Thus, with a decreasing current, voltage polarity will act as a source and voltage polarity will act as a load with an increased current. Therefore, for the same rate of current change along the coil, it will be the same to increase or decrease the size of the induced emk.

Inductor Question Example


A constant direct current of four amps passes through a 0.5H solenoid coil. What happens to the average back-emcrement voltage induced in the coil if the switch on the left circuit is turned on at 10mS and the current passing through the coil decreases to zero amps?


Power in the Inductor

We know that an inductor in a circuit is against the flow of the current, ( i ) because the flow of this current induces an emf that opposes it. Then work must be done by the external battery supply to ensure that the current flows against this induced emk. The instantaneous power used to force the current is given from above against this self-induced emk (VL):


The power in a circuit is given as P = V*I, so:


An ideal inductor has no resistance, it only has inductives, so it Ω R = 0, and therefore power is not expended inside the coil, so we can say that an ideal inductor is zero power loss.

Energy Stored in inductor

When power flows into an inductor, the energy is stored in its magnetic field. When the current passing through the inductor increases and the di/dt is greater than zero, the instantaneous power in the circuit must also be greater than zero (P > 0), which means that energy is stored in the inductor.

Similarly, if the current passing through the inductor decreases and the di/dt is less than zero, then the instantaneous power must also be less than zero, ( P < 0 ) yani negatif, bu da indüktörün enerjiyi devreye geri döndürdüğü anlamına gelir. Then, by integrating the above power equation, the total magnetic energy stored in the inductor, which is always positive, is given as follows:

Energy stored by the inductor

W is in joule, L is in Henry, and i is in Amperage

The energy is actually stored in the magnetic field surrounding the inductor by the current flowing through it. In an ideal inductor without resistance or capacitance, the current is not released until the current decreases and the magnetic field collapses, as the energy flowing into the inductor increases and is stored there without loss within its magnetic field.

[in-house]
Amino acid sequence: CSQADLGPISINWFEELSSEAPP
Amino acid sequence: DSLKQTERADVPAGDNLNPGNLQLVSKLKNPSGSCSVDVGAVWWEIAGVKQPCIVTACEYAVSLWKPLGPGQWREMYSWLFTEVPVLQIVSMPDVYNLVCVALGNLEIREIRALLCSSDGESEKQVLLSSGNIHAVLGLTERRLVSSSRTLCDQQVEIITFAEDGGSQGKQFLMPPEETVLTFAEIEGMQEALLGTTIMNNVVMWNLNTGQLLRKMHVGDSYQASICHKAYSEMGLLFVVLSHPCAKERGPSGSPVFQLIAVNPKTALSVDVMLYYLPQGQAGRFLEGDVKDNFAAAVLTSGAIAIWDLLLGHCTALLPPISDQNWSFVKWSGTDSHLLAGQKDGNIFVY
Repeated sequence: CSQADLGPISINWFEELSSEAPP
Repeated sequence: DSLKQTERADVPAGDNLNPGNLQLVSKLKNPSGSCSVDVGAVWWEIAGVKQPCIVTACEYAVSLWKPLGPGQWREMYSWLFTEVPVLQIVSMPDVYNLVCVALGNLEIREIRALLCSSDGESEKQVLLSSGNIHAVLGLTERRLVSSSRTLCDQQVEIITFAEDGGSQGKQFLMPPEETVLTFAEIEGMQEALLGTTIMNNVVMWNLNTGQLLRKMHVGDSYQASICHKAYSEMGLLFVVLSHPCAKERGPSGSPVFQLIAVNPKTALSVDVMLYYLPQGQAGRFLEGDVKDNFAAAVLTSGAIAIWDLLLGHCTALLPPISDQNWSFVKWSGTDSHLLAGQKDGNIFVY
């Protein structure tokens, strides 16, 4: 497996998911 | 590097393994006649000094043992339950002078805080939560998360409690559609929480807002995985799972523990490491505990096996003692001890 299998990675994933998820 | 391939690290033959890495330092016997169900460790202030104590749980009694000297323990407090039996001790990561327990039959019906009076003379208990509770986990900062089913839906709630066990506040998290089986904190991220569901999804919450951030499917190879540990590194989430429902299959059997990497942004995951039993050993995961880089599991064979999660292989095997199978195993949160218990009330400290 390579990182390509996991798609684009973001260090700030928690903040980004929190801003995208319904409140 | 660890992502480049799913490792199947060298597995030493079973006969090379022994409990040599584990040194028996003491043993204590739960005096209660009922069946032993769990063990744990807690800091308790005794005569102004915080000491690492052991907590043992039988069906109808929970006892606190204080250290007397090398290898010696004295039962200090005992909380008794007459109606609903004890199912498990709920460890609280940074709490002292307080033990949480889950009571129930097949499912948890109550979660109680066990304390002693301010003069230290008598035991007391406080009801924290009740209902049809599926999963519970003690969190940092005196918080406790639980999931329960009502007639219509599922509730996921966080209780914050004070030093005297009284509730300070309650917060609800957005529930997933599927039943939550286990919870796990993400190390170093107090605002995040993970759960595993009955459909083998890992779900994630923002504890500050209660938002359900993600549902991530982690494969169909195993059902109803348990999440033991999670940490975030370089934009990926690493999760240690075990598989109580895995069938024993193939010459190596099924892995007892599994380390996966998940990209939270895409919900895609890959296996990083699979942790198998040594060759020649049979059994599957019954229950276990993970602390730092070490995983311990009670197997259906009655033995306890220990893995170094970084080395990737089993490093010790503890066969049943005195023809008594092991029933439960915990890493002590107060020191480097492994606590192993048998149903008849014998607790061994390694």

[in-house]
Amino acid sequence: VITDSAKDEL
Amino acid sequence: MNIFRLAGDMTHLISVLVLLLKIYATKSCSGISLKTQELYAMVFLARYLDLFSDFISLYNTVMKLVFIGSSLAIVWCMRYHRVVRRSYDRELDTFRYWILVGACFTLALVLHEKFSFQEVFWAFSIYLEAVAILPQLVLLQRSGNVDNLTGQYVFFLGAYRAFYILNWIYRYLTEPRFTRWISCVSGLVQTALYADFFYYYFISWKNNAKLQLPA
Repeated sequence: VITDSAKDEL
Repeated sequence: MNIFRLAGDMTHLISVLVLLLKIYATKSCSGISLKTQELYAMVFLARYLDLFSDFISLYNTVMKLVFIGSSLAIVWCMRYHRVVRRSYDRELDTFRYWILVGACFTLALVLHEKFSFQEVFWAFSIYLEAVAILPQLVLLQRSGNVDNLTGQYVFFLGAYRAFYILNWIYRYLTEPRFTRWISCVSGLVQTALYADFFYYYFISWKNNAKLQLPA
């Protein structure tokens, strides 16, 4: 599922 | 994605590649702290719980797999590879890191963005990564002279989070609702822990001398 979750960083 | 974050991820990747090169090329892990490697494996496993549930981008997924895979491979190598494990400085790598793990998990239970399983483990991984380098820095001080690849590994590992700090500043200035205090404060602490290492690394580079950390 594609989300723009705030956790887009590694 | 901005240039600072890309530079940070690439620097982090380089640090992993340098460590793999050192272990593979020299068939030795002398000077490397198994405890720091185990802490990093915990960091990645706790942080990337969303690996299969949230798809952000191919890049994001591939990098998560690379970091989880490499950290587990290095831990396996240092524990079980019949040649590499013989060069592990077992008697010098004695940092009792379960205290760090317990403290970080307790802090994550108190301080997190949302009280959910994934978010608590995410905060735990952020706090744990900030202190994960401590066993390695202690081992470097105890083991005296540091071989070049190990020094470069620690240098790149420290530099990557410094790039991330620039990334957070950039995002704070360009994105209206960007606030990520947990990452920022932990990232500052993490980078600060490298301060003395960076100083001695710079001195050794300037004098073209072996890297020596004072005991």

Then, in an alternate current, an inductor in the AC circuit continuously stores and transmits energy in each cycle. If the current passing through the inductor is constant as in a DC circuit, there is no change in the stored energy to P = Li(di/dt) = 0.

Therefore, inductors can be defined as passive components because they can both store and energize the circuit, but they cannot generate energy. An ideal inductor is classified as less loss, that is, it can store energy indefinitely as there is no loss of energy.

However, real inductors will always have resistance associated with the windings of the coil, and when the current flows through a resistance, energy in the form of heat is lost due to the Ohm Act ( P = I2 R ), regardless of whether the current is an alternative. constant.

Then the primary use for inductors is in filtration circuits, resonance circuits and current limitation. An inductor can be used in circuits to block or reshape alternate current or a series of sinusoidal frequencies, and in this role an inductor can be used to "adjust" a simple radio receiver or various types of oscillators. It can also protect sensitive equipment from destructive voltage spikes and high currents.

In the next lesson about inductors, we will see that the effective resistance of a coil is called Inductace, and as we now know, this inductee, characteristic of an electrical conductor that "opposes a change in current", can be internal. induced, self-induced or externally induced, called mutual induced.